The tofu-like aesthetics

Insignificance and fragility that shed light upon the grandeur of the infinite world






My friend recently asked if I could only live with three types of food in the second half of my life, what would they be? I dwell on the question for so long, and the only kind of food that I came up with was tofu.


Tofu is dull in color and light in taste. Having tofu served in hot water instead of broth, then dip it in a sauce to enjoy the pleasant fragrance of bean. It would be quite inaccurate to say it is impressively delicious as it is, after all, a subtle dish. When having chilled tofu, I don’t even dip it in soy sauce. The only thing I would add to the chilled tofu is a pinch of salt or perhaps a dash of wasabi. My friends found both the hot and chilled tofu boring, neither do they go well with rice nor with drinks. It was rather difficult for me to argue against their thoughts, as this is a reasonable impression. However, when trying to imagine what kind of food I will enjoy for my remaining tens of years, I genuinely prefer the subtle essence and look of tofu rather than something colorful with a strong flavor.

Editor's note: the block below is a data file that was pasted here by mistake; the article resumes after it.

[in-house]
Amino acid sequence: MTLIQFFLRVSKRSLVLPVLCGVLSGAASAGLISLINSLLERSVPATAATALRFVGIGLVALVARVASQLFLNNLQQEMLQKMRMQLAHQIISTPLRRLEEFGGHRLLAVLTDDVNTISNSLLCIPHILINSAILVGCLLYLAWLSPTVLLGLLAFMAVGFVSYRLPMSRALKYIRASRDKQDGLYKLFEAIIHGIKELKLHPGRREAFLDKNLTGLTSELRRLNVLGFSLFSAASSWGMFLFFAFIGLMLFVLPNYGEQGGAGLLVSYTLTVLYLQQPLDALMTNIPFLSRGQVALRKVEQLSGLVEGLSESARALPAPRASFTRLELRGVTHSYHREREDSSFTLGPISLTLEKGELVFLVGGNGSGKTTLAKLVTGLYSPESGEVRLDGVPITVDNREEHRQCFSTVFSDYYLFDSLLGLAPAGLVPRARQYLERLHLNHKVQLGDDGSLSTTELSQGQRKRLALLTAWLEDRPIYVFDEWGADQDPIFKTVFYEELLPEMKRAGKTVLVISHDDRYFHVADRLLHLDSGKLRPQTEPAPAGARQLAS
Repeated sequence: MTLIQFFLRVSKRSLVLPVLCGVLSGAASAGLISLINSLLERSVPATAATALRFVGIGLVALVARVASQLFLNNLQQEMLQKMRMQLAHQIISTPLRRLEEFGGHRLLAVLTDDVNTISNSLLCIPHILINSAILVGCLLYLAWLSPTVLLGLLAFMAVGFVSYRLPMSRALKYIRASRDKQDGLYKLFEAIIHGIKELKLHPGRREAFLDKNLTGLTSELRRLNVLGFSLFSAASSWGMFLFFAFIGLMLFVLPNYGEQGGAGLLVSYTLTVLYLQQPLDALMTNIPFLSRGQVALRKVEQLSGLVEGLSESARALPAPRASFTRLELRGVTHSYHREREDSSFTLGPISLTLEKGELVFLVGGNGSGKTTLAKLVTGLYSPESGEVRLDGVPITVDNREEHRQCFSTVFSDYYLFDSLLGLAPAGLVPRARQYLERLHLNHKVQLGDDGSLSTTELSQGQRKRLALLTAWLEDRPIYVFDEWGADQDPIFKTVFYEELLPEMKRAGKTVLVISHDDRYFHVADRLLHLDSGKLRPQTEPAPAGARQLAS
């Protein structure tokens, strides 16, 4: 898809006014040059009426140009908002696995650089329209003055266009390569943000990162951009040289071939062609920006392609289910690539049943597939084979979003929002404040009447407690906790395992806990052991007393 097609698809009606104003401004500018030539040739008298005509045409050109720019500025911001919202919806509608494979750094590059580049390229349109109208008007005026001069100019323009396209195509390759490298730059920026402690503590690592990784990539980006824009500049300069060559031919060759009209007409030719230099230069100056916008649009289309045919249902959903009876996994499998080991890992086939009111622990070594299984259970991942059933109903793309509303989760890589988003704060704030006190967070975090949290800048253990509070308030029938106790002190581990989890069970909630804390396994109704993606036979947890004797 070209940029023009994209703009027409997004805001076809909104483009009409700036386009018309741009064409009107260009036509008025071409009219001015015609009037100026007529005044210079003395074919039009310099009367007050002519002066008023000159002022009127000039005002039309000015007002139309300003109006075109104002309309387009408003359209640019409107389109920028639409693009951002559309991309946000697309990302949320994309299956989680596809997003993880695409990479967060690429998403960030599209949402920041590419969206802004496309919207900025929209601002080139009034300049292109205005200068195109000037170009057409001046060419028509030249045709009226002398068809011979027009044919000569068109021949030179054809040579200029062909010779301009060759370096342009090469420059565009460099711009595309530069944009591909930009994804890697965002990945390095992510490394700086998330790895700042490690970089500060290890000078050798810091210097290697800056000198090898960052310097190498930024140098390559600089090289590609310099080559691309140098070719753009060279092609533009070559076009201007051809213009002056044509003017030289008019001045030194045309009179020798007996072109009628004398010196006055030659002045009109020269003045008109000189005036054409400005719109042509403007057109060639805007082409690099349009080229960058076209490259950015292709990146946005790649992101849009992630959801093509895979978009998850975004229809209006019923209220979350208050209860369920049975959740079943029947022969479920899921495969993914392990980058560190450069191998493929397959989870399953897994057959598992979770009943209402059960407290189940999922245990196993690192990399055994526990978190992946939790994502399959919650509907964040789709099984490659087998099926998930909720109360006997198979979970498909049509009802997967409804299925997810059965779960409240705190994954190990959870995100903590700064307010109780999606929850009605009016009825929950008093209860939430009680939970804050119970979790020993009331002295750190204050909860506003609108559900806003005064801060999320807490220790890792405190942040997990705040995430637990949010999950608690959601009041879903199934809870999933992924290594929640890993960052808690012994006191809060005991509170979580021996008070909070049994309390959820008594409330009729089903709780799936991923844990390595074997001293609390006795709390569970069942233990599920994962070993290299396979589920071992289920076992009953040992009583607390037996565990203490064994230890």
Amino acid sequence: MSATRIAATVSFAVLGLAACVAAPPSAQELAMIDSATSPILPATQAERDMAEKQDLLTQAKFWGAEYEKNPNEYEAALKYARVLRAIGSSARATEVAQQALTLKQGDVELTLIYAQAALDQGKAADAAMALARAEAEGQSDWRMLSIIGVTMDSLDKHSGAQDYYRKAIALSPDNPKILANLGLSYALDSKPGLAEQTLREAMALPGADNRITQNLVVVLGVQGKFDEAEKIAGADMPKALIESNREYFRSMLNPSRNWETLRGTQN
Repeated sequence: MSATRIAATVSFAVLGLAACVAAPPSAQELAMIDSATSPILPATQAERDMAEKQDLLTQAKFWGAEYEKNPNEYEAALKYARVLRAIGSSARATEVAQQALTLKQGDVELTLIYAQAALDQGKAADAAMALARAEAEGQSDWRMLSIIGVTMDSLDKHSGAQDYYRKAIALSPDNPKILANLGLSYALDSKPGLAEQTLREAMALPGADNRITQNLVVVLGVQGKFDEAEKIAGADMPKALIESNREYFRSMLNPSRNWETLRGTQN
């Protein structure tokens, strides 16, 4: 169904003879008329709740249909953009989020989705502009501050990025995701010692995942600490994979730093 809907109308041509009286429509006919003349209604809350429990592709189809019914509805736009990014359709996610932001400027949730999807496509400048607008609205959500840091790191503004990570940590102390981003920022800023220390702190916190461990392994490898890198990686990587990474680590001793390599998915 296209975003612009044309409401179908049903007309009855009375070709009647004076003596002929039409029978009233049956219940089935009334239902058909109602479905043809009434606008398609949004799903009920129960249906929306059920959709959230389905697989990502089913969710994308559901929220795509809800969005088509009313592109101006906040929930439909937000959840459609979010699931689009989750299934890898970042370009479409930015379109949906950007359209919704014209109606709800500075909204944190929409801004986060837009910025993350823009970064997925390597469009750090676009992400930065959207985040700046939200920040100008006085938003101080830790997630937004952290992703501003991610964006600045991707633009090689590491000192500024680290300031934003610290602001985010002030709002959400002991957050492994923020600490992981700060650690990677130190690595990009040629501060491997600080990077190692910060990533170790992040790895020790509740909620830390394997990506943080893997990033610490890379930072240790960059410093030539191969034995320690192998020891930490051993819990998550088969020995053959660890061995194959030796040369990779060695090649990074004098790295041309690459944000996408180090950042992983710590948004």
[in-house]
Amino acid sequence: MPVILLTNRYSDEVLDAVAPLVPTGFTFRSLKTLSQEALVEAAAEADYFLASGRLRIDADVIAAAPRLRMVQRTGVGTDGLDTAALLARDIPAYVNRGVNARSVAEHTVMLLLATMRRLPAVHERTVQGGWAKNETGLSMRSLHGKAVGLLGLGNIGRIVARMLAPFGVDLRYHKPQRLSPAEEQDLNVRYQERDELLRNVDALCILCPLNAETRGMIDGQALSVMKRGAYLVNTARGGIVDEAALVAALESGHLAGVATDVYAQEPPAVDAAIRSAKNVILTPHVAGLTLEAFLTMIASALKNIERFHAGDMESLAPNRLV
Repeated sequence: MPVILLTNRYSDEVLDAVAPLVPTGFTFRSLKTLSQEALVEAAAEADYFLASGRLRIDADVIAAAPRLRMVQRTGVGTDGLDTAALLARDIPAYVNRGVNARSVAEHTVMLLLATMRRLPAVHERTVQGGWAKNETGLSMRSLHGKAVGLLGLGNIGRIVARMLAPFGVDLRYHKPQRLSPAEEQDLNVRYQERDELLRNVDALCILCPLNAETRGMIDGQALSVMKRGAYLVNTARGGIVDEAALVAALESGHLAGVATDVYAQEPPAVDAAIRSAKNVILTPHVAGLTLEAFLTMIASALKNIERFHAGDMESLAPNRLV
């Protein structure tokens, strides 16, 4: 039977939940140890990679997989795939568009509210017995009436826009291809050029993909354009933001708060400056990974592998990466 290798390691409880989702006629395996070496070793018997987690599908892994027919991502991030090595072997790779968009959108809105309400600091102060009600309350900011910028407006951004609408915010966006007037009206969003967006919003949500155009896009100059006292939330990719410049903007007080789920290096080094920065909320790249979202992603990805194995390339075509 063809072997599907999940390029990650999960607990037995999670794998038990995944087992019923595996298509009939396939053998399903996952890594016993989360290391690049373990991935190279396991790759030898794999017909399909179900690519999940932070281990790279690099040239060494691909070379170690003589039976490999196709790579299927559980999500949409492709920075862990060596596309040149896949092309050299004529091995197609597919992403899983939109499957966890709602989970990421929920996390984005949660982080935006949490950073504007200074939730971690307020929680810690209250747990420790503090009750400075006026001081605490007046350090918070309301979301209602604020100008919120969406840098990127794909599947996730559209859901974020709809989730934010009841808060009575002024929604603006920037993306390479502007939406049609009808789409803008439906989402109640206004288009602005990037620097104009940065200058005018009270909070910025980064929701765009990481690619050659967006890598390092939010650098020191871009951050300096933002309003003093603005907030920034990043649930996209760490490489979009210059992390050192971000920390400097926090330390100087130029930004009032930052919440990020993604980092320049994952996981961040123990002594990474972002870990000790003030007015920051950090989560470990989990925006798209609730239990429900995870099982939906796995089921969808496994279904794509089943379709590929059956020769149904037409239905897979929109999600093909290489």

Luxury and excitement do not last; what remains is ordinary composure. The light flavor allows us to also carefully taste the water used to cook the tofu. The dull appearance of the dish can even give us the tranquility to observe the light reflecting on the water surface. Water reminds us of rivers and oceans, the reflection of light connects us with the cloud and the sun outside of the window. Insignificance and fragility can surprisingly shed light upon the grandeur of the infinite world.  

One day, I suddenly thought of tofu when talking about wabi-sabi with a friend. I guess it is because wabi-sabi is also representing the aesthetics of fragility; it deals with the question of adequacy, and it sees beyond the superficial presence.